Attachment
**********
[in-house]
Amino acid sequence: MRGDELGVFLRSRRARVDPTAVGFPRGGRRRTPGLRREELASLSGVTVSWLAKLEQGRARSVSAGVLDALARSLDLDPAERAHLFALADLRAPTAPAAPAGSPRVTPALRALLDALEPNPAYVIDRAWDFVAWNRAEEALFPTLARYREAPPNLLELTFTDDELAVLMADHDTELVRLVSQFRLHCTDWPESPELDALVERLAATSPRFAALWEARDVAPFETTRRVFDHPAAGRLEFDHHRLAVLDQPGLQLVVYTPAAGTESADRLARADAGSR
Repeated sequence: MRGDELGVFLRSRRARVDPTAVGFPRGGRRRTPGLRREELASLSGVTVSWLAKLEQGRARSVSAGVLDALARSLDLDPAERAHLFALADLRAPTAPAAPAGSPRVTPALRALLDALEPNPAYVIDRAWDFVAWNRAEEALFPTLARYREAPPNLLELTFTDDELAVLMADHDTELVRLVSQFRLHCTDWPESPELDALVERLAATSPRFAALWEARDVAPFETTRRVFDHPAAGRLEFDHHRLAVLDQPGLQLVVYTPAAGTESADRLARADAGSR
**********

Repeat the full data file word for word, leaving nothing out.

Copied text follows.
[in-house]
Amino acid sequence: MRGDELGVFLRSRRARVDPTAVGFPRGGRRRTPGLRREELASLSGVTVSWLAKLEQGRARSVSAGVLDALARSLDLDPAERAHLFALADLRAPTAPAAPAGSPRVTPALRALLDALEPNPAYVIDRAWDFVAWNRAEEALFPTLARYREAPPNLLELTFTDDELAVLMADHDTELVRLVSQFRLHCTDWPESPELDALVERLAATSPRFAALWEARDVAPFETTRRVFDHPAAGRLEFDHHRLAVLDQPGLQLVVYTPAAGTESADRLARADAGSR
Repeated sequence: MRGDELGVFLRSRRARVDPTAVGFPRGGRRRTPGLRREELASLSGVTVSWLAKLEQGRARSVSAGVLDALARSLDLDPAERAHLFALADLRAPTAPAAPAGSPRVTPALRALLDALEPNPAYVIDRAWDFVAWNRAEEALFPTLARYREAPPNLLELTFTDDELAVLMADHDTELVRLVSQFRLHCTDWPESPELDALVERLAATSPRFAALWEARDVAPFETTRRVFDHPAAGRLEFDHHRLAVLDQPGLQLVVYTPAAGTESADRLARADAGSR